The Satanic Leaf-Tailed Gecko is endemic to Madagascar and is a master of disguise amongst foliage. One of many leaf-tailed gecko varieties, the Satanic version has horn-like formations on its head and often comes with red eyes. Madagascariffic!

Photos via DailyMail, Flickriver

Jan 28 2012

Bat-Eared Fox

Bat-eared fox ears.

Stop...

 

Bat-eared fox ears on the side.

Listen...

 

Bat-eared fox in the desert.

What's that sound?

The Bat-Eared Fox is the unprofessed Hearo of the African Savannah. This nocturnal bat fox trails herds of hoofed animals to feed on the insects that feed on excrement. Ginormous ears let them hear termites, dung beetles and other underground creepy crawlies.  That’s some superpower.

Jan 19 2012

Turtle Frog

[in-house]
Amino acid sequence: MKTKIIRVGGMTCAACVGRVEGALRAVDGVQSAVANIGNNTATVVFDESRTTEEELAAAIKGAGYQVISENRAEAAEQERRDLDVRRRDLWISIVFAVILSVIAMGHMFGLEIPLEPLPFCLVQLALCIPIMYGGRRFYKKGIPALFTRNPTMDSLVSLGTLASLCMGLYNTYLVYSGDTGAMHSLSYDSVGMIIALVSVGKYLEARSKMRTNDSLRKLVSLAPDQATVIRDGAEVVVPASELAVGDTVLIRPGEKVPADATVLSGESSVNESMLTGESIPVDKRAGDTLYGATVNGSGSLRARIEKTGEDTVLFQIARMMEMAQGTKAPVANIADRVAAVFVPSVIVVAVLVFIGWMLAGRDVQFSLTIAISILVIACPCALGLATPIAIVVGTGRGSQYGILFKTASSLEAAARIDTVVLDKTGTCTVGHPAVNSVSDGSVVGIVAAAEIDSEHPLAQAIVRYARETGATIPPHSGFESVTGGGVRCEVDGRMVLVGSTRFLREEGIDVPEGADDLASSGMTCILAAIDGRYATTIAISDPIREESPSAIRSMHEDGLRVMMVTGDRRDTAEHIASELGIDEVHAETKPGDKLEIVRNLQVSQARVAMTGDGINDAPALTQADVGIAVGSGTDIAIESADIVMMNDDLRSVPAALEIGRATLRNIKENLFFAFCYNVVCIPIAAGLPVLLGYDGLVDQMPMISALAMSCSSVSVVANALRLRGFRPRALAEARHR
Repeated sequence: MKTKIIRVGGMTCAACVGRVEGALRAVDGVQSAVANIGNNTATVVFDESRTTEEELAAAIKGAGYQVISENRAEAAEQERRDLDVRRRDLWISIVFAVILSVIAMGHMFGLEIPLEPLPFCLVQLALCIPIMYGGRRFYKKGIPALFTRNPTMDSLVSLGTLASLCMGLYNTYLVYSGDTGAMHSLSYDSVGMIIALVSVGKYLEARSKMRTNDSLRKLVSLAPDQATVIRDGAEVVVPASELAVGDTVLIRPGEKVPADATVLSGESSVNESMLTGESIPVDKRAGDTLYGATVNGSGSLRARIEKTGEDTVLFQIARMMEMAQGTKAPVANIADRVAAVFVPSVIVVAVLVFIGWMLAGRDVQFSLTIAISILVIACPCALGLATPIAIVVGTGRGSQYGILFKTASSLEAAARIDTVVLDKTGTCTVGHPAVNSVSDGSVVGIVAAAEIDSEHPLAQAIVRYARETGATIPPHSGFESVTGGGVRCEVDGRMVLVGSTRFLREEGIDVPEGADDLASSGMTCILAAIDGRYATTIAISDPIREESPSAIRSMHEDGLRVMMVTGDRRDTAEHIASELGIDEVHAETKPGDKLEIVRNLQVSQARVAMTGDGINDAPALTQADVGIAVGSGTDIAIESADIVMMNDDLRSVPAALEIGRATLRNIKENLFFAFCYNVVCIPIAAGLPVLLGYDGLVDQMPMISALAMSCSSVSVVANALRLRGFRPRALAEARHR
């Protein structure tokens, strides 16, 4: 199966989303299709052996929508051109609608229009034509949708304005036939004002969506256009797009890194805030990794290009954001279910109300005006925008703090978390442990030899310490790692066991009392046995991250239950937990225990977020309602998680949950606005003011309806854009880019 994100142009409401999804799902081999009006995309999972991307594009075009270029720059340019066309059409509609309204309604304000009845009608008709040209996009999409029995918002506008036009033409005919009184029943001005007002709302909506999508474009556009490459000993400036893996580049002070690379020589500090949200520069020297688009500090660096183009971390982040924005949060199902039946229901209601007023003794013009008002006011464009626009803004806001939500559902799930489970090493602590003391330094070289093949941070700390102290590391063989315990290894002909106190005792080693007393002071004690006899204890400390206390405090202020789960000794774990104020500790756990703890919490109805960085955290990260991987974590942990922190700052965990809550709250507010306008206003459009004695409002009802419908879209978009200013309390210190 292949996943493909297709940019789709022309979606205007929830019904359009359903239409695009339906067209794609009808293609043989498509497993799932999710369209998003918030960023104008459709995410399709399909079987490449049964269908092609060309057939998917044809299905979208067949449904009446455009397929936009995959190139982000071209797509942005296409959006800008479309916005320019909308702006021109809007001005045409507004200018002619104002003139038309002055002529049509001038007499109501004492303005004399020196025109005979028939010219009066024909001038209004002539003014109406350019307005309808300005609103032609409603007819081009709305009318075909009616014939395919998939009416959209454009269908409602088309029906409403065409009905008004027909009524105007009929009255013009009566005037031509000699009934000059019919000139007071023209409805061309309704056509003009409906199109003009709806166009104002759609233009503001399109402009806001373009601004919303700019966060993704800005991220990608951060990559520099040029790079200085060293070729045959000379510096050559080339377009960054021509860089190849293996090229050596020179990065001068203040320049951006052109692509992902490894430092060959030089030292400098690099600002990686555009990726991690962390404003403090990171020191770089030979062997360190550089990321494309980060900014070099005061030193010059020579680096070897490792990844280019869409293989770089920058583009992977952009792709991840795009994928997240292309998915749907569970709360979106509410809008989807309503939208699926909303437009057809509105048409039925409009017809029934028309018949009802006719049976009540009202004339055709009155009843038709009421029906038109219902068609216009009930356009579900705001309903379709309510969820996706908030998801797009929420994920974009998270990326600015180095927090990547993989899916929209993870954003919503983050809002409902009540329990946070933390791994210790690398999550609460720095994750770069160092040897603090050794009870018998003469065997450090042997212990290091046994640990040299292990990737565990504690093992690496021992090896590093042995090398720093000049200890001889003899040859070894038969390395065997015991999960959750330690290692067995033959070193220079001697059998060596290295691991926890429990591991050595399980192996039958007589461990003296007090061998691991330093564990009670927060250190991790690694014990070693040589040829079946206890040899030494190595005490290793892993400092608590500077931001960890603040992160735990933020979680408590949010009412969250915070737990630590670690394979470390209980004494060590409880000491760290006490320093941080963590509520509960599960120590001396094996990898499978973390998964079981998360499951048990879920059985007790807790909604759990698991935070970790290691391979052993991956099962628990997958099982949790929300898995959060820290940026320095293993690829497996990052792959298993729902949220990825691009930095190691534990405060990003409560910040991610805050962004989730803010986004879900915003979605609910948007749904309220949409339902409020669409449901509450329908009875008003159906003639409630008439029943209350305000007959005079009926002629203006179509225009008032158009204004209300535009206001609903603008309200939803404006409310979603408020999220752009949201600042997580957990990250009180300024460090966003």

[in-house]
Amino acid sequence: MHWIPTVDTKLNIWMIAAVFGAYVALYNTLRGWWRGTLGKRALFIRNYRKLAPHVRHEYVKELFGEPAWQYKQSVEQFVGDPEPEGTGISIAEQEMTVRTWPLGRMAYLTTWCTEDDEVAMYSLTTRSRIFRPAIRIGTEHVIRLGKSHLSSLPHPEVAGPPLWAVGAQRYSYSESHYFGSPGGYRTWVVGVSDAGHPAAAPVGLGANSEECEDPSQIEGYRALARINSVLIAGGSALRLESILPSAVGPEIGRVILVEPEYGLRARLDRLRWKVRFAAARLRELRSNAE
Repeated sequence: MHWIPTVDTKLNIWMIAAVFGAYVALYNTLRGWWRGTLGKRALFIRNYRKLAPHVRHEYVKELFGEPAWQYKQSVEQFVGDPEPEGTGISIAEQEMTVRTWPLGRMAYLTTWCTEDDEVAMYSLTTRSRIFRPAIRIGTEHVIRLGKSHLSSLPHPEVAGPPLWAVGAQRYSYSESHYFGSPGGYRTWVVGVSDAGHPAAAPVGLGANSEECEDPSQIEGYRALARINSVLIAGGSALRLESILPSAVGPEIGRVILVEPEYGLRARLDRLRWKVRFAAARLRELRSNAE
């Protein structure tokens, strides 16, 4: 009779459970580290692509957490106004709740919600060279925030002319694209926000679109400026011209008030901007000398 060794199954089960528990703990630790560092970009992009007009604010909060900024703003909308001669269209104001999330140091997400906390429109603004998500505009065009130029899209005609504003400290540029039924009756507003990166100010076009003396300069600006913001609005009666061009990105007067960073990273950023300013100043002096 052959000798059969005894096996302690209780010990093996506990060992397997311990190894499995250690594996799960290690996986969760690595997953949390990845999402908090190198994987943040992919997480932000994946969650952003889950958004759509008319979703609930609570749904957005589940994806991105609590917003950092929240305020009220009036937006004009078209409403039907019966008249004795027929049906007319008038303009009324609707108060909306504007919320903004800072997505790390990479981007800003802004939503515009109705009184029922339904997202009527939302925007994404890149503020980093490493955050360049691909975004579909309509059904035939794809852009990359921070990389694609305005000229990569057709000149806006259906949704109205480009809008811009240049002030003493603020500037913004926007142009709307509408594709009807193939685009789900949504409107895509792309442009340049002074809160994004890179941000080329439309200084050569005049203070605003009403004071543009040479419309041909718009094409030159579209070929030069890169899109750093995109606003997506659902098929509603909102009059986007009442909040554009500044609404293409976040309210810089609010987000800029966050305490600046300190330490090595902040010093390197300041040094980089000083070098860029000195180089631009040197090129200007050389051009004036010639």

Turtle frog on ground.

WA

 

Turtle Frog with short nose.

WA

 

Myobatrachus gouldii in Australia.

WEE

 

Turtlr Frog male body.

WA

The Turtle Frog of western Australia feeds on termites, digging through sand head-first — unusual for a frog but commonplace for a turtle. With a snub nose and stubby physique, this species only bring us to the Creepy Animals mathematical conundrum:

IF [heroes in a half shell = turtle power] THEN [heroes without a shell = frog power] ??

 

Photos via WAM, Blog on Forest Health,